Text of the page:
To conduct a deep analysis of your chess game, you'll need a mentor who can assist you professionally rather than just discussing the position. This could be your coach or a chess engine, which can give you all the details on where and when you made mistakes.

A deep analysis will help you identify your weaknesses precisely, improve your game plan, and find solutions to familiar positions.

Note that if you refer to a chess engine for analysis, you must first analyze the game yourself to develop your thinking. The chess engine should be used only to evaluate your ideas.


How to Analyze a Chess Game in 5 Simple Steps

Here are the basic steps that will result in chess analysis of the highest quality.

Step 1: Check Your Opening Moves and Mistakes

After the game is finished and you have all your moves recorded, record their impact on the game and check them after. After a thorough self-analysis, check the library of the most preferred opening moves in Chessify References. Here you will find a wide selection of games recorded since 1475 that will help you create your own opening repertoire.


Additionally, explore GM Zaven Andreasian's tips on how to find chess opening novelties.


Step 2: Pay Close Attention to Critical Moments

Pick the key moments in the game when you had to make an important decision, such as starting an attack, sacrificing a piece, or going defensive. Analyze to see if you made the right choice.

Start with the moves you are most unsure about or those that turned out to be crucial. Compare how you moved during the game with potential alternatives, and evaluate their potential impact on the outcome.

Once you have done enough self-analysis, refer to Chessify.me's chess engines for alternatives you may have overlooked.


How to Use Chessify.me to Analyze a Game

You can either upload your game or play the moves out manually to add the game to Chessify.

The system allows you to add multiple sidelines, comments, and analyses to your games and then save them on your cloud storage to return to them later.

After you have your game position on Chessify's board, our engines will help you check your ideas and see if you missed important tactics throughout the game.



Step 3: Practice Time Management

Pay attention to which moves and positions took the most of your time. Understand why you had difficulty deciding on the given situation and try to analyze similar positions to develop your pattern recognition skills.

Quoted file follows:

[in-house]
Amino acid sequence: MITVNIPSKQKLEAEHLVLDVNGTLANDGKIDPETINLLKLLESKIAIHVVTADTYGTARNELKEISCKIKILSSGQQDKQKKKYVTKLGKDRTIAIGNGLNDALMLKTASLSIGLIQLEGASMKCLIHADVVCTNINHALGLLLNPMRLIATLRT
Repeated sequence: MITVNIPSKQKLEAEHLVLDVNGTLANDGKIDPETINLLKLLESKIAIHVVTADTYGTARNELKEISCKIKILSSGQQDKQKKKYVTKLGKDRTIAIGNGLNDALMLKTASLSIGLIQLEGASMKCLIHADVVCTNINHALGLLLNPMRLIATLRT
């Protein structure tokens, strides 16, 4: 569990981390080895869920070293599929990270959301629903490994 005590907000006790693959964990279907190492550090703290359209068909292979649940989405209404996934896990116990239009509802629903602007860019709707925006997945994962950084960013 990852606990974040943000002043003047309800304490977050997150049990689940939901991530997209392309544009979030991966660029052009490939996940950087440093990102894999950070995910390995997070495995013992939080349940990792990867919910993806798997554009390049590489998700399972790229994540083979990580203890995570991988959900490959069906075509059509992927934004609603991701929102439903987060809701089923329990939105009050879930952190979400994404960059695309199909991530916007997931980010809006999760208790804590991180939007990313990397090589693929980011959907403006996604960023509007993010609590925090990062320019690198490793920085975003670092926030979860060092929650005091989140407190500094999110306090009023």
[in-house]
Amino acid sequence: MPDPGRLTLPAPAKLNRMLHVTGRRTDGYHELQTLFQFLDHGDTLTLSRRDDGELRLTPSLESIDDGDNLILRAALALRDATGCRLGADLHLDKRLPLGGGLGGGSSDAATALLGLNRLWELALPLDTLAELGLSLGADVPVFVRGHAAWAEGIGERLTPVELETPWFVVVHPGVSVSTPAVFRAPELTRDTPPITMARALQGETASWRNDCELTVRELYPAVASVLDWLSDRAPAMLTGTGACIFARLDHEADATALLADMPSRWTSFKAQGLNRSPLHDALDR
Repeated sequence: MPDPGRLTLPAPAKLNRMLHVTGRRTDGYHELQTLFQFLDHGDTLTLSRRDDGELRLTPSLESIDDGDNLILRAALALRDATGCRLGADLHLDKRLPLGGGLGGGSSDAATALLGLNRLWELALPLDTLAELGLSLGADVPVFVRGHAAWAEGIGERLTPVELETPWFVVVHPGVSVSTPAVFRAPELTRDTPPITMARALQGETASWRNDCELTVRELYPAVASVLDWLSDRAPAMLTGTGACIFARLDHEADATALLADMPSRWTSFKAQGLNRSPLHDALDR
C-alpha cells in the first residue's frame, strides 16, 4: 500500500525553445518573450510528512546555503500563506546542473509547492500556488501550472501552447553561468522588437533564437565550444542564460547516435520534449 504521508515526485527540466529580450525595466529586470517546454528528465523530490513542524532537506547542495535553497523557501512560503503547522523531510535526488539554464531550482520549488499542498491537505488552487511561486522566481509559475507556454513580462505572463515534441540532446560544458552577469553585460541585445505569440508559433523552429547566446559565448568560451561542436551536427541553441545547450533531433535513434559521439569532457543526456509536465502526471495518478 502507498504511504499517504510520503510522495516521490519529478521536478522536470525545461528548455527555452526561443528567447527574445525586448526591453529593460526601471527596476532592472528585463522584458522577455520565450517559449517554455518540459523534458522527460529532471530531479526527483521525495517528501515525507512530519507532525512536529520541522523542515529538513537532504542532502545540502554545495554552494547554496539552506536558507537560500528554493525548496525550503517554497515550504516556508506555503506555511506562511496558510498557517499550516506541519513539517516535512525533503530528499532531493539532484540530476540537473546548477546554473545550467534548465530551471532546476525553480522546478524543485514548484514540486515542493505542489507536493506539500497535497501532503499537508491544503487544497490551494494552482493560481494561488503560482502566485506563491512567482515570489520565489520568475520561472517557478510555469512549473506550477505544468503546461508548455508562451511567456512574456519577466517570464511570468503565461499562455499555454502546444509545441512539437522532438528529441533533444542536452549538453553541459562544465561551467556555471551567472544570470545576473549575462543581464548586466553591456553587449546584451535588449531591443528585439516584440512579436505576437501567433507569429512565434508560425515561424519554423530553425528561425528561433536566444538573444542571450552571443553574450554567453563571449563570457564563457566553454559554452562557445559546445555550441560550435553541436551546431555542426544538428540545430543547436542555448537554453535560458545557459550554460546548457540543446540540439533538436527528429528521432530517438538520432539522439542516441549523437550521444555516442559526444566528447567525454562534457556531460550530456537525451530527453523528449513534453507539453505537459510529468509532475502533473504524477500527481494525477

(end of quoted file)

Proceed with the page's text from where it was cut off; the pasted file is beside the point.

Step 4: Pay Attention to the Pawn Structure

As pawns are the long-lasting pieces on the board, their structure and placement are crucial for both sides. Make sure to analyze the pawn structure of your game, as well as the changes it has gone through throughout the match.


Step 5: Analyze Endgames

Most endgames have similar patterns, so you should be able to find and analyze endgame positions with the same pieces and pawn structures. A smart way to study endgames is to analyze the most popular endgame positions, as they are more likely to occur in your games.

Chessify.me allows you to add a 6-piece Syzygy endgame tablebase to your preferred engine's analysis whenever you have 6 or fewer pieces left on your board.

Tick the box of "syzygy" on the right-side menu of your Chessify dashboard and get the chess engine to analyze the game considering the tablebase data. This means you will get better suggestions and solutions for the position, as integrating an endgame database allows the chess engine to understand the endgame theory better and perform better analysis!



Final Thoughts

That's it! Though playing games might seem the most effective way of improving your chess skills, analyzing your games afterward is just as important. This way, you will be able to track your progress and get valuable insights on what to focus on and improve quicker.

Whenever you need a powerful chess training platform to back up your analysis, rely on Chessify.me to help you get the most out of your games.

Meanwhile, don't forget the importance of self-analysis! Your brain can be the most powerful chess engine of all. Use it to the fullest after the next game!

Good luck!